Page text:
When Jack X of Queensland says his supercharged
FPV GT-P is a terrific all-round performance car, his comments carry some weight. You
see, Jack has owned a wide range of performance cars spanning back to the ‘80s –
everything from custom turbocharged Ford Lasers (which were outrageously quick
in their time) to HSVs and Subaru STis.
Front-wheel-drive, rear-wheel-drive, V8 or
turbocharged – Jack doesn’t have any hang-ups on what’s best. He just loves a
And that’s just what you’re lookin’ at.
But when Jack purchased this GT-P new in early
2005 he wasn’t particularly bowled over by the performance of the Boss 290-spec
V8. In Jack’s words, it felt a bit flat. And, rather than suck-it-and-see with
hoards of bolt-on bits and pieces, Jack decided to go for the one-stop
you-know-what-your-getting performance upgrade – a supercharger kit.
Jack opted for the latest Vortech V2 blower which
is incorporated in the Centrifugal Air Pumps Australia (CAPA) Stage Three kit.
In Stage Three guise, the CAPA blower kit includes an intercooler in addition to
all necessary brackets, pulleys, belts, a conical air filter and associated
hardware. The engine management is modified and a water injection system is
optional – and Jack decided he might as well tick the box. Interestingly, he
also opted for a water-to-air intercooler in place of the usual air-to-air unit.
This provides a slightly shorter induction route compared to the front-mount air
With around AUD$15,000 invested in go-fast gear,
Jack enlisted ChipTorque on the Gold Coast to install the system. The team there
also tuned the factory engine management system using X-Flash software. A Bosch
high-flow fuel pump was also added to maintain an adequate flow of high-octane
With 9 psi of boost measured in the intake
manifold, Jack’s GT-P has punched out some healthy numbers. On the ChipTorque
Dyno Dynamics chassis dyno the car has no worries churning out 383kW at the
treads – more than 480kW at the flywheel. And, amazingly, this is achieved with
the original exhaust in place – the only change is a pair of Di Filippo headers.
This set-up ensures there’s no unwanted attention from the authorities.
So far, there has been no need to upgrade any of
the driveline – but, at the time of writing, Jack says the clutch is showing
early signs of deterioration. The standard Dana wet multi-plate clutch LSD
remains at the rear, though Jack did consider switching to a shorter ratio – but
why bother when there’s so much torque on tap and the engine is happy to purr
along at low rpm? Interestingly, Jack says installation of the blower kit has
improved fuel economy in normal driving conditions – he previously averaged
about 20 litres per 100km but he now sees 18 litres per 100km. Not exactly
sipping fuel, but nobody would turn down a ten percent fuel consumption
The FPV GT-P comes with uprated Control
Blade suspension to provide the standard car with balanced, controllable
handling. Jack’s example sits flatter through the corners and rides firmer
thanks to Bilstein dampers teamed with lowered King springs. The rest of the
suspension remains untouched.
Brakes? Well, the FPV GT-P already comes with
brakes that’d look at home on a race car. At the front are 355mm drilled discs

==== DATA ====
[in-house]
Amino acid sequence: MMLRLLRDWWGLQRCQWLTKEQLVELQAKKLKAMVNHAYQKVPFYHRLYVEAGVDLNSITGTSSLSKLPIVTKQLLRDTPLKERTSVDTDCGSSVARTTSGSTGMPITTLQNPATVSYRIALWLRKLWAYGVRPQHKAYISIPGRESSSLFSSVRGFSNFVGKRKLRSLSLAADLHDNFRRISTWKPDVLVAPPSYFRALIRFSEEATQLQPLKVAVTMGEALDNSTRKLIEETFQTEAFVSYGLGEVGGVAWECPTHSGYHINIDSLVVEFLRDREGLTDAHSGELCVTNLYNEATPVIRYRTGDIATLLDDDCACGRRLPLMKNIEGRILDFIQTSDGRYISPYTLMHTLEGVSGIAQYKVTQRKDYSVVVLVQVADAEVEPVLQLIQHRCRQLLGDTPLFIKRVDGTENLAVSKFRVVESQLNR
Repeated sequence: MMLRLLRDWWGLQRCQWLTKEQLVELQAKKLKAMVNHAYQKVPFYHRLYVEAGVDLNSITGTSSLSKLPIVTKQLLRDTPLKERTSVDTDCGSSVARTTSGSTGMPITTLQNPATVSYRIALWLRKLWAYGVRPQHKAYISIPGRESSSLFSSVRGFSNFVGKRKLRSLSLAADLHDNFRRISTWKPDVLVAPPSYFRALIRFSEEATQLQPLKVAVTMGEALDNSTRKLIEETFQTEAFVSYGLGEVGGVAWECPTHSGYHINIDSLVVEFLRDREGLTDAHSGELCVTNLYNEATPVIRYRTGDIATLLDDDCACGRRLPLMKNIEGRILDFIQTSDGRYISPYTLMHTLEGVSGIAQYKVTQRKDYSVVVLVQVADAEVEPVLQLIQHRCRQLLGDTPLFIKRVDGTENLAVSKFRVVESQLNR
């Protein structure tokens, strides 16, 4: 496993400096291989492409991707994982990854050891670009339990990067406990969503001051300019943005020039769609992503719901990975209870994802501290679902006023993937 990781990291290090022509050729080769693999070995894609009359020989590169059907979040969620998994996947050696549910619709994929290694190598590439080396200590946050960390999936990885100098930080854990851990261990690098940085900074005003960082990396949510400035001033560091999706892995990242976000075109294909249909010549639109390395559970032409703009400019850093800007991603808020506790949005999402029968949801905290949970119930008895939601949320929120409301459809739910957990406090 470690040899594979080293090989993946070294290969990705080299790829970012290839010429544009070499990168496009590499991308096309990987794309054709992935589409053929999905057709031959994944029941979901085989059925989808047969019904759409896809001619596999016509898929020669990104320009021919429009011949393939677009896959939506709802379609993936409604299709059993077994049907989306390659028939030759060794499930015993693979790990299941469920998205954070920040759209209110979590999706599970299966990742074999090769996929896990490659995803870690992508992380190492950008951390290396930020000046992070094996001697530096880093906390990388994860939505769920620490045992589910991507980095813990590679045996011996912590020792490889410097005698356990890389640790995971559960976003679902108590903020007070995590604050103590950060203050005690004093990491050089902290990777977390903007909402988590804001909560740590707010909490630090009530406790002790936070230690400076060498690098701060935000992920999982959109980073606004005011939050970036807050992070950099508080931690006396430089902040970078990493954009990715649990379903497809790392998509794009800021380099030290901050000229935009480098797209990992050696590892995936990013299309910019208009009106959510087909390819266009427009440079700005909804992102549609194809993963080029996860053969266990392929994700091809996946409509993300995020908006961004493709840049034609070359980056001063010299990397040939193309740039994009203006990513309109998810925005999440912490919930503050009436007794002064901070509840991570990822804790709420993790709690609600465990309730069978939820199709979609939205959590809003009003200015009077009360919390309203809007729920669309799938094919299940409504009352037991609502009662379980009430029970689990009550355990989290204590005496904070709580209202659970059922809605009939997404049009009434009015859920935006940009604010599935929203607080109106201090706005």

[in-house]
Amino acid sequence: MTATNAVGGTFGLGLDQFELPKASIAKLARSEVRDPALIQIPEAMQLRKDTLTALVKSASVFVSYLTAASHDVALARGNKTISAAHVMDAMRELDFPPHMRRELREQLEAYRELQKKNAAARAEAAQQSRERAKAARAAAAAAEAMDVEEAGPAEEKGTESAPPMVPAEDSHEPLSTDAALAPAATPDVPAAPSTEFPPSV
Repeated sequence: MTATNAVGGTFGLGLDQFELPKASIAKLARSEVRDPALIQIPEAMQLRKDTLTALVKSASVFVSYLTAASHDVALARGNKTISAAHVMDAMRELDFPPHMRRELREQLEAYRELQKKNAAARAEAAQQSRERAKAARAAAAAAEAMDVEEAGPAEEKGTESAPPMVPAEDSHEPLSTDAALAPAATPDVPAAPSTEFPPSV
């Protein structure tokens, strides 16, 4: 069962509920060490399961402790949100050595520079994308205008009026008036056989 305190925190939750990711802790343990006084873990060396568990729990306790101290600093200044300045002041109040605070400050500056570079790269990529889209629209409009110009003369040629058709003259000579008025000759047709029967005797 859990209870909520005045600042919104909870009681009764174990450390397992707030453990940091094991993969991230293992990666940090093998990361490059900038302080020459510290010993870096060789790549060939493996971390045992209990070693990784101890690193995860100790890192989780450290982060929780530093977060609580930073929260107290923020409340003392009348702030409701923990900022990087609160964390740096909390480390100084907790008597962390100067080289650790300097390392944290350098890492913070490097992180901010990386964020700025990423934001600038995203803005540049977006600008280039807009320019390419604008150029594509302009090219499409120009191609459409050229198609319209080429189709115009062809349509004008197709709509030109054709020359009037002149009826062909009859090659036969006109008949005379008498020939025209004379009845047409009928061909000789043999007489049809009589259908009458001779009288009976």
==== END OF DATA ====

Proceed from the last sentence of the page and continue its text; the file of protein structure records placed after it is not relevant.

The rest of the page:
and Brembo four-pot callipers while the rear uses 330mm drilled discs and more
four-potters from Brembo. Jack tells us he’s never found the limit of the brakes
on the street, but on a racetrack – where the supercharged donk can whip the
1825kg FPV up to warp speed – he expects there would be some fade. A set of
bigger-again Alcon brakes might be installed in the future.
Like the brakes, FPV went all-out on the styling
of the GT-P. The base Falcon body is oiled up with a ‘power bulge’ bonnet,
XR-round headlights, sports bumpers, skirts and a high-mount rear wing. Jack
bought his example in high-impact Blood Orange paint and he’s removed the stock
18s to fit a set of 20 inch AMG alloys. These wear 245/35 rubbers at the rear
and slightly narrower tyres at the front (due to clearance issues with the
lowered stance and altered wheel offset).
And check out Jack’s custom-made stickers –
there’s a Boss 480kW sticker in place of the standard Boss 290 sticker and a
480kW Supercharged sticker has been added to the boot lid. Nothing over the top
– just a fitting final touch to a car that’s a truly magnificent street
Inside, the cabin is all standard GT-P fare which
means there’s Ford’s top-line centre dash display, a high-output sound system, a
race-style starter button, pod-mounted oil pressure and temperature gauges
(which were added to later-model GT-Ps) and FPV sports trim. Jack has also
indulged in a custom leather trim with contrasting colours. Those big
leather-lined seats are oh so comfy.
The GT-P’s luxury is a big part of what makes this
car so damn pleasant for all the time you can’t drive like a lunatic (which,
let’s face it, is 99 percent of the time). It’s quiet, refined, relatively
economical and, when you want, it gets down an’ goes. And it’s also reliable – a
trait that Jack values highly after a total of five engine rebuilds in
his previous HSV...
As far as Jack’s concerned, his supercharged GT-P
is a tough act to follow. And that’s why his next car will be another FPV – with
mods, of course...
ChipTorque +61 7 5596 4204
Did you enjoy this article?
Please consider supporting AutoSpeed with a small contribution. More Info...